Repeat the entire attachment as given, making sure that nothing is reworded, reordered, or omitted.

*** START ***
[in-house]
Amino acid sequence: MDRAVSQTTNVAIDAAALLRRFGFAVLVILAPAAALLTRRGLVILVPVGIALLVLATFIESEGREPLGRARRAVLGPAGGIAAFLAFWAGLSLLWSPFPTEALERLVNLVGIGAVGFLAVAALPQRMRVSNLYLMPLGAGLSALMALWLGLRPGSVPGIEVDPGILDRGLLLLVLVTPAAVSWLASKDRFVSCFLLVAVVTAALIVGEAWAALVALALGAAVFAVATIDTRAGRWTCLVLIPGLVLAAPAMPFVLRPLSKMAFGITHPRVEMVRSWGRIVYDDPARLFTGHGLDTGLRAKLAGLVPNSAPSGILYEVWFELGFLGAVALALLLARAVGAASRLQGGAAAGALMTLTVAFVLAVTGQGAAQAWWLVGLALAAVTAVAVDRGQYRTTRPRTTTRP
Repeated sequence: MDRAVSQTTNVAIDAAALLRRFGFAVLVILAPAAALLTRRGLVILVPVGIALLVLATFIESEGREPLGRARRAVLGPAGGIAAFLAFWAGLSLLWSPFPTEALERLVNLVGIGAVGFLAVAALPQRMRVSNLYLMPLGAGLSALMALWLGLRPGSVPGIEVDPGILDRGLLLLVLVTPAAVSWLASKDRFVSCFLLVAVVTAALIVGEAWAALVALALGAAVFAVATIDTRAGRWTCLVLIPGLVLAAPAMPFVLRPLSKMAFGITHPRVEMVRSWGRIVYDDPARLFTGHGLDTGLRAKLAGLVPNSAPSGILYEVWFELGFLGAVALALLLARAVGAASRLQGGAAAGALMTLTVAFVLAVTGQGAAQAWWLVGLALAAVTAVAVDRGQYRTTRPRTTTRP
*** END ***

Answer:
[in-house]
Amino acid sequence: MDRAVSQTTNVAIDAAALLRRFGFAVLVILAPAAALLTRRGLVILVPVGIALLVLATFIESEGREPLGRARRAVLGPAGGIAAFLAFWAGLSLLWSPFPTEALERLVNLVGIGAVGFLAVAALPQRMRVSNLYLMPLGAGLSALMALWLGLRPGSVPGIEVDPGILDRGLLLLVLVTPAAVSWLASKDRFVSCFLLVAVVTAALIVGEAWAALVALALGAAVFAVATIDTRAGRWTCLVLIPGLVLAAPAMPFVLRPLSKMAFGITHPRVEMVRSWGRIVYDDPARLFTGHGLDTGLRAKLAGLVPNSAPSGILYEVWFELGFLGAVALALLLARAVGAASRLQGGAAAGALMTLTVAFVLAVTGQGAAQAWWLVGLALAAVTAVAVDRGQYRTTRPRTTTRP
Repeated sequence: MDRAVSQTTNVAIDAAALLRRFGFAVLVILAPAAALLTRRGLVILVPVGIALLVLATFIESEGREPLGRARRAVLGPAGGIAAFLAFWAGLSLLWSPFPTEALERLVNLVGIGAVGFLAVAALPQRMRVSNLYLMPLGAGLSALMALWLGLRPGSVPGIEVDPGILDRGLLLLVLVTPAAVSWLASKDRFVSCFLLVAVVTAALIVGEAWAALVALALGAAVFAVATIDTRAGRWTCLVLIPGLVLAAPAMPFVLRPLSKMAFGITHPRVEMVRSWGRIVYDDPARLFTGHGLDTGLRAKLAGLVPNSAPSGILYEVWFELGFLGAVALALLLARAVGAASRLQGGAAAGALMTLTVAFVLAVTGQGAAQAWWLVGLALAAVTAVAVDRGQYRTTRPRTTTRP